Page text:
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Say, is that a narcissist in your C-Suite?

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  • | 7:18 a.m. March 1, 2013
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If company executives spend too much time, say, on themselves, they could be narcissists, and auditors have found a correlation between narcissism in corporate leaders and fraud, according to a study by a USF assistant professor and other academics.

Auditors found that narcissistic leaders tend to take more risks, says Randy Kuhn, an assistant professor of accounting at the University of South Florida. He authored the report with faculty members from Indiana University, the University of Wyoming, and West Virginia University. The study, “The Impact of Client Attitude on Fraud Risk Assessment,” is published in the current issue of "Auditing: A Journal of Theory and Practice."

“Auditors do make that conscious relationship between a narcissistic type of person and fraud,” says Kuhn in a statement. “Evidence shows those type of individuals believe they're above the law.”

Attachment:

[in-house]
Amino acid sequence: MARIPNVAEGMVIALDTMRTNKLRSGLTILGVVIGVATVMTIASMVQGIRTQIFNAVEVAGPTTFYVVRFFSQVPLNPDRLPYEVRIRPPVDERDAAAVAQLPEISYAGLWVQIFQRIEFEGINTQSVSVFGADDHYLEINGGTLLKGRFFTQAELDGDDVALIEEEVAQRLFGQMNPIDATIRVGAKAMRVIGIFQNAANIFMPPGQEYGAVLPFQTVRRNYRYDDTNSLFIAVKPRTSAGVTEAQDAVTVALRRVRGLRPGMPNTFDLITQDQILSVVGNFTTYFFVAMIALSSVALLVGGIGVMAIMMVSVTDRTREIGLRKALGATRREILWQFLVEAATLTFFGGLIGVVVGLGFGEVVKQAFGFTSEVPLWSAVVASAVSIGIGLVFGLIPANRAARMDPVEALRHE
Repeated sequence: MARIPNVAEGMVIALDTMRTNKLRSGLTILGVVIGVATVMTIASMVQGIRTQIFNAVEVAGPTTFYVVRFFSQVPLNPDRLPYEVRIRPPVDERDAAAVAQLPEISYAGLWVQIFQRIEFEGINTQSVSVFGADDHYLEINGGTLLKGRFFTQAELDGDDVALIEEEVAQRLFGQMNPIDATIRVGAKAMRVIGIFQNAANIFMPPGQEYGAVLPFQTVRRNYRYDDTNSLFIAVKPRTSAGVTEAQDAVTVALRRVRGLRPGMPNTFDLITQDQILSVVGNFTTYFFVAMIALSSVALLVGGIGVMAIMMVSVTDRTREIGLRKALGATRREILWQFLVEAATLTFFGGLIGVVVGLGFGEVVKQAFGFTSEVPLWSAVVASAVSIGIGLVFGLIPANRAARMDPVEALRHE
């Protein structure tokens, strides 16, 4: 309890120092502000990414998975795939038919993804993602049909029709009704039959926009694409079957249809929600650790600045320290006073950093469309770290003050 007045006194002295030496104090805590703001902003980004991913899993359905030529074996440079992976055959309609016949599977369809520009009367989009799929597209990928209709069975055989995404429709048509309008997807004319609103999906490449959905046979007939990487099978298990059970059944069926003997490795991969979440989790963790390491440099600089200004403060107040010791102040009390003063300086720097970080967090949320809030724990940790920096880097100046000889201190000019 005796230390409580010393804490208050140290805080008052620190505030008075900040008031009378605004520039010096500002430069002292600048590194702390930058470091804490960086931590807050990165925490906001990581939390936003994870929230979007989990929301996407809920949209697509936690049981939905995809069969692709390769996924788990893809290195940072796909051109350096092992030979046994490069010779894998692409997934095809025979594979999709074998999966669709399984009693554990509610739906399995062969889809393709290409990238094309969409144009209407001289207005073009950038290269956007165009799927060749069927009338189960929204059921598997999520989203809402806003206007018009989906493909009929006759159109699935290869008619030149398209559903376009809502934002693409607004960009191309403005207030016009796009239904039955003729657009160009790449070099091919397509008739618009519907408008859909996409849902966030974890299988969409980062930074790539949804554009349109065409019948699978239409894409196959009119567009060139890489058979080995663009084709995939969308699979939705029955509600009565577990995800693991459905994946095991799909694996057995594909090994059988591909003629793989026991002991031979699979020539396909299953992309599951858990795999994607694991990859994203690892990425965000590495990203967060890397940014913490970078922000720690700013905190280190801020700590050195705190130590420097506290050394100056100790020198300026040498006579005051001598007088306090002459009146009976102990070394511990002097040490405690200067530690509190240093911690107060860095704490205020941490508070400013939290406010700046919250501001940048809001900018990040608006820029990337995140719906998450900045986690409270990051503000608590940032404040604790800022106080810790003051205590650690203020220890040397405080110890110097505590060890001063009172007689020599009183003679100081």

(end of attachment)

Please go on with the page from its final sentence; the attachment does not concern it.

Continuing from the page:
The study's authors undertook an experiment with 101 auditors from an international public accounting firm in which the auditors assessed fraud risk based on manager narcissism. The results showed that narcissistic client behavior and fraud motivation were significantly related to the auditors' fraud risk assessments, according to the research summary.

Kuhn has firsthand experience in examining fraud. As an auditor for KPMG in 2003, he lived in a hotel for a year while investigating the WorldCom fraud, the largest single financial reporting fraud in U.S. history.


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